Literary Shelf

Taste For Tomorrow by Jayanta Mahapatra

At Puri, the crows.
The one wide street lolls
out like a giant tongue.
Five faceless lepers move aside
as a priest passes by.
And at the streets end
the crowds thronging the temple door:
a huge holy flower
swaying in the wind of greater reasons.

Taste for Tomorrow is a Puri poem dealing with India, the rock-built temples, priests and beggars side by side, faith and doubt in contrast with each other so full of reverence and so awe-inspiring and horrible which is but a general feature of our country. To read the poem is to be scenic and panoramic of classical temple, art and architecture, Vedic and Upanishadic chant and prayer taking to the swargadwara, gateway to heaven on the one hand while on the other doubt questioning faith ever held so pious and holy, sacrosanct and reverent. If there can be the stupendous temples with the gods dwelling in, why are there the beggars and lepers, is the question perturbing us? If God has created, why has He so the images so horrible and incorrigible? Who is truly a worshipper? Where is God? Where His temple? What is worship? Flowers of reverence into the folded hands? But why doubt intercepting it? God, where is it? Is it reverence or service? Where is God? An Odiya Christian poet he evokes the same question and here lies it his guts of raising it. Do we not get reminded of, ‘Service to man is service to God’?

At Puri, crows, so many crows cawing, flying here and there, where do they come from, where do they go away, crows leaving us not behind, why are so many crows? This is but a common picture of India which is here true to Puri. Crows can be found even during the pinda-dana ritual ceremony continuing on the burning ghat near the peepul tree or underneath any other else tree by the same riverside. We often see the crows in the country cawing at dawn break, ever ready to lift the bread crumbs from the bowl of the country children crying for stale food.

The wide street looking long and moving to the temple, the Jagannath Temple, is but so full of priests, devotees, worshippers, visitors and tourists. The temple city, a pilgrimage spot, what to say it about?

Five faceless lepers while passing by on the road move away a bit on marking the priest going and here doubt and suspense seem to be clawing pious and holy faith and we feel it crisscrossed internally as for what it is faith, what it not, what is piety, what is religion, where is it God? Why does God who is the Maker of it all not see them? Why are the things so? What it Divine Justice and Jurisprudence? We feel it within. We think it.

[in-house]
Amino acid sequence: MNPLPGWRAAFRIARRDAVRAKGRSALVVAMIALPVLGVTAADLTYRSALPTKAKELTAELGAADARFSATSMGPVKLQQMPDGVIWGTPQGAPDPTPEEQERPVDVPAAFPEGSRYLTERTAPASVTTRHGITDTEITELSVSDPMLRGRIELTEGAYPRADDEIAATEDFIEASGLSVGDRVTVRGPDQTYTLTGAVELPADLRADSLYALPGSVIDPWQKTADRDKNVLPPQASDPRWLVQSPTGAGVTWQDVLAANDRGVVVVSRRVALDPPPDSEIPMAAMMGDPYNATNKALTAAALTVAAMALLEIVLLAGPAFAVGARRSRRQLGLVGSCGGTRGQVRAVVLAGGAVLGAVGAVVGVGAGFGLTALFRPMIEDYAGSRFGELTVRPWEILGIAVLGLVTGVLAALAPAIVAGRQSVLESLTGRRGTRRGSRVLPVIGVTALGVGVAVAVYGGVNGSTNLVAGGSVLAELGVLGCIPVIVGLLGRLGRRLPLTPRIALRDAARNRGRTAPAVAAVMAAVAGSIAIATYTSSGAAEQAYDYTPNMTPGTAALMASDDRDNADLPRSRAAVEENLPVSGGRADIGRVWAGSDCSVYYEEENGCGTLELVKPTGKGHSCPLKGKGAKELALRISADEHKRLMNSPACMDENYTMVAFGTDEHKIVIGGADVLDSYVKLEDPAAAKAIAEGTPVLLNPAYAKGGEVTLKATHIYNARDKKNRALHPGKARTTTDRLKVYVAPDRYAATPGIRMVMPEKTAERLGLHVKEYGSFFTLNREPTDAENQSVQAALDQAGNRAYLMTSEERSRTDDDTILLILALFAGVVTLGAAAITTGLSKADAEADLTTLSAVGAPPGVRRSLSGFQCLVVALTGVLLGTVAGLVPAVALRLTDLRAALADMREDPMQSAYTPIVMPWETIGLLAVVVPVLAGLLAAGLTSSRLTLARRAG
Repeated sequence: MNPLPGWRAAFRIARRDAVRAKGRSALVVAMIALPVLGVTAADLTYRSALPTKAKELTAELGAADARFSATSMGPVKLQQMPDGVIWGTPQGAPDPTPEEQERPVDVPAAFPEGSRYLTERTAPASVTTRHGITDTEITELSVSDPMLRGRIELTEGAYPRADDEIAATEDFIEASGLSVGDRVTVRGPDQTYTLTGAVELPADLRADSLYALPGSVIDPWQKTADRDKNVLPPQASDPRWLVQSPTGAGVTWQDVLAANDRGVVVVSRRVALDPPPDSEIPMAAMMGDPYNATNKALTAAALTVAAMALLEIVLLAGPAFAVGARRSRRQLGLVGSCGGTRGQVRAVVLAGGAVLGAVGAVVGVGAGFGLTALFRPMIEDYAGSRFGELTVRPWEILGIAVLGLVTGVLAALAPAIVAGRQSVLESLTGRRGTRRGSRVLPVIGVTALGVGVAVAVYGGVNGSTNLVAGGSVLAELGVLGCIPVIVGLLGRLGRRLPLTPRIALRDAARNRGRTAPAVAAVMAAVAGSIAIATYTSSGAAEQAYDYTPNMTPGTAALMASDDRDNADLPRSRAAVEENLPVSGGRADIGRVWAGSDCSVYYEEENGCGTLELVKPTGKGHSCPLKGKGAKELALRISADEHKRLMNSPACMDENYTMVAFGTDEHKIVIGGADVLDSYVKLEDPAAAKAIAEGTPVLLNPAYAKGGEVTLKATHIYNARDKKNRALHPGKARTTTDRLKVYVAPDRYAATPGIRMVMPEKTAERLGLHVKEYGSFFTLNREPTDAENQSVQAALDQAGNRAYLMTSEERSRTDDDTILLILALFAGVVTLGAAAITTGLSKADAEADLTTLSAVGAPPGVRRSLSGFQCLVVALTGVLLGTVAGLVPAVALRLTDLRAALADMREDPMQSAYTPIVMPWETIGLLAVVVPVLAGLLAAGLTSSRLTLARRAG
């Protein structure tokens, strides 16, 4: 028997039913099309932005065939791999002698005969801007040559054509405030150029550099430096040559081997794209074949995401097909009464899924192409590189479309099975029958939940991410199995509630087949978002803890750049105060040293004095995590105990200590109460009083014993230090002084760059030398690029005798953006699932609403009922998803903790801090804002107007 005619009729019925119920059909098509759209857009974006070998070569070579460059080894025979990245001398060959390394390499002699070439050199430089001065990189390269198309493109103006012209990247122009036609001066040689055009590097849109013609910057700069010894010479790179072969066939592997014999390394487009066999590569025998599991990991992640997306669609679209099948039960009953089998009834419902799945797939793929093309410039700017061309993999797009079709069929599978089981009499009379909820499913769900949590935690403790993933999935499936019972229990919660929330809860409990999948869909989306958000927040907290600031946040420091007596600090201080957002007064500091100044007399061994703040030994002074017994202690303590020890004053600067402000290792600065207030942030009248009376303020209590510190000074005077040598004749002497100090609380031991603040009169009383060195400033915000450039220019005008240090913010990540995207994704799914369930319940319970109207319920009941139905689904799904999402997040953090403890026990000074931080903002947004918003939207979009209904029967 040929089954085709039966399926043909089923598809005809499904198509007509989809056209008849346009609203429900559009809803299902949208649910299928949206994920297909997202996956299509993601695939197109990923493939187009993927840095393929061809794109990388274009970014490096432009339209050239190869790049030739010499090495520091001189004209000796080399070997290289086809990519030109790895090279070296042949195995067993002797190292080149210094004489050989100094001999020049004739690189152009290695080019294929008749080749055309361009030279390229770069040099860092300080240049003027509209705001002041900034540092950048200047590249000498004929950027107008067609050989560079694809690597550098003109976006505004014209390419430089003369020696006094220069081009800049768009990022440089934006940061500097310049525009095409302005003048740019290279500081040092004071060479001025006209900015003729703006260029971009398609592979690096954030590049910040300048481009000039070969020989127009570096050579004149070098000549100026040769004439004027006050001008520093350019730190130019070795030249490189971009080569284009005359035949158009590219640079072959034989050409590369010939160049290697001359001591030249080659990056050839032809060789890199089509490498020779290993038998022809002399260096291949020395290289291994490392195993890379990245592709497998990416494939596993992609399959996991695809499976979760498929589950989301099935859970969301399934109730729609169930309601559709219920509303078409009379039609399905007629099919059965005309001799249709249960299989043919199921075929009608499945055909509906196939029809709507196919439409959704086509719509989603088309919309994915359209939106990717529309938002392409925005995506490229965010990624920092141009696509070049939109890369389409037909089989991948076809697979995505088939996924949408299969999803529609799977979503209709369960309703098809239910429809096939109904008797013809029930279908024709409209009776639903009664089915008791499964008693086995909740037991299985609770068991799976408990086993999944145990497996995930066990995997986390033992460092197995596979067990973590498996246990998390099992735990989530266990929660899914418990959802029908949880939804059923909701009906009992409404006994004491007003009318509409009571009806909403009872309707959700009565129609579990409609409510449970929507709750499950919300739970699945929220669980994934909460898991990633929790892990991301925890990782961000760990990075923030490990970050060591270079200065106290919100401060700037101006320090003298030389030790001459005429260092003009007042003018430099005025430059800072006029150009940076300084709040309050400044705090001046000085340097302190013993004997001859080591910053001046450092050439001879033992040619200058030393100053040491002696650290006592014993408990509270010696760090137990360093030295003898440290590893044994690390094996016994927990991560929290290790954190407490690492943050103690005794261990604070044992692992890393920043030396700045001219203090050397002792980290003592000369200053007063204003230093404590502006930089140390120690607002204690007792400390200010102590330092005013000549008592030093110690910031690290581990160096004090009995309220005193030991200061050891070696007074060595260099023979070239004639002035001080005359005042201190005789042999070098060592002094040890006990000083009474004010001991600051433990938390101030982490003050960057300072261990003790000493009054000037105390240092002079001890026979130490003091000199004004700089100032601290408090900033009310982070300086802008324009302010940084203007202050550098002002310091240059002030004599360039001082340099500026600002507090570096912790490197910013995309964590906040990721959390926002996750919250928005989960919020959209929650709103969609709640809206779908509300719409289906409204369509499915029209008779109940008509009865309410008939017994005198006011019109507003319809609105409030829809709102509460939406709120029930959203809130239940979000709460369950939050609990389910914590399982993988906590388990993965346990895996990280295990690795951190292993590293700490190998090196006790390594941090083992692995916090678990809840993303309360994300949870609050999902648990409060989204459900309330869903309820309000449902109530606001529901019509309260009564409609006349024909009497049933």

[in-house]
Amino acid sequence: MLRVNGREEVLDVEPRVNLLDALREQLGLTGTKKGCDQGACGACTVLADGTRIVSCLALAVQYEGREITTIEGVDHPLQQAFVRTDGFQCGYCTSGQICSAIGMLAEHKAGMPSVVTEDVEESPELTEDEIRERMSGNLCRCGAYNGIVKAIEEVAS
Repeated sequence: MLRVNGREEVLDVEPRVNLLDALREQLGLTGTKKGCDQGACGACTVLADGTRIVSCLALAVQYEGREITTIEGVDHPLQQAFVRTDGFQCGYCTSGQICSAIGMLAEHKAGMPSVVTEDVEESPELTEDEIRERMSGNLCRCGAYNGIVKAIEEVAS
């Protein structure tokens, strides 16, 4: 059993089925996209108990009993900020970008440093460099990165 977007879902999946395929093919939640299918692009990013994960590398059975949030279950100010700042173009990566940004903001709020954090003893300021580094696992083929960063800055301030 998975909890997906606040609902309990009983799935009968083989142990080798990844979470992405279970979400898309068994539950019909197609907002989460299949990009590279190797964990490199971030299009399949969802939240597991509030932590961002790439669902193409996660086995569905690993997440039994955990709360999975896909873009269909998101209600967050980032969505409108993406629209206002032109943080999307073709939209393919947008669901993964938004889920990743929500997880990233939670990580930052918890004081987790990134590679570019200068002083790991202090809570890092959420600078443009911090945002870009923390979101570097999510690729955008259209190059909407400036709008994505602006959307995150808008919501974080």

At the streets’ end, reaching the temple door, one may see the crowds thronging it, in lines and queues waiting as for the darshan of Jagannath, the Lord of the Universe, the lotus blooming ever so held with reverence and worship, but something corroding the self, asking questions as for the things seen in the street and something it as Divine Jurisprudence which but not known to us. The lotus which we want to see taking us by surprise, blessing with the unfolding of the petals or flowers offered to or the drops of water falling from the lotus carving of the ceiling of the temple, how to take to and tell thereof? The things are quite mythical and mystical beyond our reasoning. But what it in our reasoning, in the godly one, leaving the talk of karma-dharma, papa-punya, putting it aside for the time being? How to say about the Divine Scheme of Things?

Taste For Tomorrow though small in format is but a poem of a greater dimension and its theme cannot be delved at one go, one sitting of reading as one layer of meaning lies it embedded with another layer of meaning and the onion cover cannot be peeled. The more we peel the more it keeps appearing on. So is the case herein. It is a poem of a rock-built temple as well as the seaside. It is a poem of Lord Jagannath. It is for a darshan. It is also a poem of beggars. Leave you the talk of the priests, devotees and worshippers. But who made it? We know it not the architects and kings shrouded in mystery as our sense of historiography is so weak and we can faintly remember it.


More by :  Bijay Kant Dubey

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Views: 4051      Comments: 1

Comment I liked the article and have quoted two paragraphs from it on my status today without waiting for your permission to do so.I have mentioned your name and given the link of this writeup at the end.

गजानन गुर्जरपाध्ये
22-Sep-2023 21:43 PM

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